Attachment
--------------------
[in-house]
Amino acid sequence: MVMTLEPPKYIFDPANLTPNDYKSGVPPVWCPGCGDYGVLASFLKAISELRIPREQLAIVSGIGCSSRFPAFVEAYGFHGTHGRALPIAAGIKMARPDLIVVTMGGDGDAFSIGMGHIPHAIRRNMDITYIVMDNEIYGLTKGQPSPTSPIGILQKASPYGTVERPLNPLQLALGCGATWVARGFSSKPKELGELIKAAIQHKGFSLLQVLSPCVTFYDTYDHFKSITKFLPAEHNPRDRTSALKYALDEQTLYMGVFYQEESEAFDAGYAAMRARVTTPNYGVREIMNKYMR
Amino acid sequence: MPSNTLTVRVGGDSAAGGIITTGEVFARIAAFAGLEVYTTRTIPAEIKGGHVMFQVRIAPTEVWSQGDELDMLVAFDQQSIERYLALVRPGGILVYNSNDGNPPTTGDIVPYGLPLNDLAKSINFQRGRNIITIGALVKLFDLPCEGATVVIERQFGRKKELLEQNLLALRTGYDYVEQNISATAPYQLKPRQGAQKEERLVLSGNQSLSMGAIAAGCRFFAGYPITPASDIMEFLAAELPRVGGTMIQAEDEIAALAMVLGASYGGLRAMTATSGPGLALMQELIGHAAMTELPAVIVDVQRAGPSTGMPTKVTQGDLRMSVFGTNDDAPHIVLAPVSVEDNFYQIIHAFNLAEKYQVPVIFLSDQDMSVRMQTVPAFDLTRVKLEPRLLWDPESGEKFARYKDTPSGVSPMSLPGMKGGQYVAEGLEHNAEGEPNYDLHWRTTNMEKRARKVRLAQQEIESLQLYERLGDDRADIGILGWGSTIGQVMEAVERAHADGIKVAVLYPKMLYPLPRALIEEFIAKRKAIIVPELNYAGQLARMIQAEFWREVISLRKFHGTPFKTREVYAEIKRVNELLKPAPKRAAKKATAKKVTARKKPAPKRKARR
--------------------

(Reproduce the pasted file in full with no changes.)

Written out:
[in-house]
Amino acid sequence: MVMTLEPPKYIFDPANLTPNDYKSGVPPVWCPGCGDYGVLASFLKAISELRIPREQLAIVSGIGCSSRFPAFVEAYGFHGTHGRALPIAAGIKMARPDLIVVTMGGDGDAFSIGMGHIPHAIRRNMDITYIVMDNEIYGLTKGQPSPTSPIGILQKASPYGTVERPLNPLQLALGCGATWVARGFSSKPKELGELIKAAIQHKGFSLLQVLSPCVTFYDTYDHFKSITKFLPAEHNPRDRTSALKYALDEQTLYMGVFYQEESEAFDAGYAAMRARVTTPNYGVREIMNKYMR
Amino acid sequence: MPSNTLTVRVGGDSAAGGIITTGEVFARIAAFAGLEVYTTRTIPAEIKGGHVMFQVRIAPTEVWSQGDELDMLVAFDQQSIERYLALVRPGGILVYNSNDGNPPTTGDIVPYGLPLNDLAKSINFQRGRNIITIGALVKLFDLPCEGATVVIERQFGRKKELLEQNLLALRTGYDYVEQNISATAPYQLKPRQGAQKEERLVLSGNQSLSMGAIAAGCRFFAGYPITPASDIMEFLAAELPRVGGTMIQAEDEIAALAMVLGASYGGLRAMTATSGPGLALMQELIGHAAMTELPAVIVDVQRAGPSTGMPTKVTQGDLRMSVFGTNDDAPHIVLAPVSVEDNFYQIIHAFNLAEKYQVPVIFLSDQDMSVRMQTVPAFDLTRVKLEPRLLWDPESGEKFARYKDTPSGVSPMSLPGMKGGQYVAEGLEHNAEGEPNYDLHWRTTNMEKRARKVRLAQQEIESLQLYERLGDDRADIGILGWGSTIGQVMEAVERAHADGIKVAVLYPKMLYPLPRALIEEFIAKRKAIIVPELNYAGQLARMIQAEFWREVISLRKFHGTPFKTREVYAEIKRVNELLKPAPKRAAKKATAKKVTARKKPAPKRKARR